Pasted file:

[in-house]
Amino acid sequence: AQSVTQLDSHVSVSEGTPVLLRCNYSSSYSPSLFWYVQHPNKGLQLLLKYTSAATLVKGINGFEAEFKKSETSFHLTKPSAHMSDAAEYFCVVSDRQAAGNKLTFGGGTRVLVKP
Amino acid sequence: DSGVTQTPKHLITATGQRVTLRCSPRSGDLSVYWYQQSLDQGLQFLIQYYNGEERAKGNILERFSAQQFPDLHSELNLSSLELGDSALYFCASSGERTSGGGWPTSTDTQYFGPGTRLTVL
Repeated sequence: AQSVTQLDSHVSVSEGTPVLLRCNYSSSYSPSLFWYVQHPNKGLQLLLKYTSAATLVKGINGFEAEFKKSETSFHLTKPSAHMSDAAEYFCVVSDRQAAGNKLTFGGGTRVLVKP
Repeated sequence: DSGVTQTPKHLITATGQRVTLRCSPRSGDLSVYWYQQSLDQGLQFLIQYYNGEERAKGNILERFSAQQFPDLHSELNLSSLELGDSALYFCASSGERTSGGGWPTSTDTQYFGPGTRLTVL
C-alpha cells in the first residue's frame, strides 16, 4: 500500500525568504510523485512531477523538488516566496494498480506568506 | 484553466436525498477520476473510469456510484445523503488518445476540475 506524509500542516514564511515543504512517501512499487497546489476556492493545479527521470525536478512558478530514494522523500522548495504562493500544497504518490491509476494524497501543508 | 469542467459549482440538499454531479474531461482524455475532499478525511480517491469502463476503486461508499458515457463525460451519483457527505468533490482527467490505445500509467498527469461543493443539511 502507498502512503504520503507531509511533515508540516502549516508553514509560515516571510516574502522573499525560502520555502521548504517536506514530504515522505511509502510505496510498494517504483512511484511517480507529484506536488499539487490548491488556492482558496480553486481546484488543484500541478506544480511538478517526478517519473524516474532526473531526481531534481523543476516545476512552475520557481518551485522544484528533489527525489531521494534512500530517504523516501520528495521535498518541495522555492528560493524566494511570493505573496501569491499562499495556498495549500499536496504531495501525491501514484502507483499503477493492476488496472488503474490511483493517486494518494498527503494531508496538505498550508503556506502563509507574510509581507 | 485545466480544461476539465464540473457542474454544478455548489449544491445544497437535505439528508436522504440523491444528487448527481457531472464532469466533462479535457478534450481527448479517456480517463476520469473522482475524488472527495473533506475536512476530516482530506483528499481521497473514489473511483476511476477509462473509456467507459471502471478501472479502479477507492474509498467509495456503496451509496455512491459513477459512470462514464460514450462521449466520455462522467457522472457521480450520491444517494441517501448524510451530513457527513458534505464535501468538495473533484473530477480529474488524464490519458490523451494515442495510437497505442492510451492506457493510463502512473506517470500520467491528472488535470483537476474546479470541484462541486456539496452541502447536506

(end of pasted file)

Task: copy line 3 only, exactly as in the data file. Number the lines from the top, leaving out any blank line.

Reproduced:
Amino acid sequence: DSGVTQTPKHLITATGQRVTLRCSPRSGDLSVYWYQQSLDQGLQFLIQYYNGEERAKGNILERFSAQQFPDLHSELNLSSLELGDSALYFCASSGERTSGGGWPTSTDTQYFGPGTRLTVL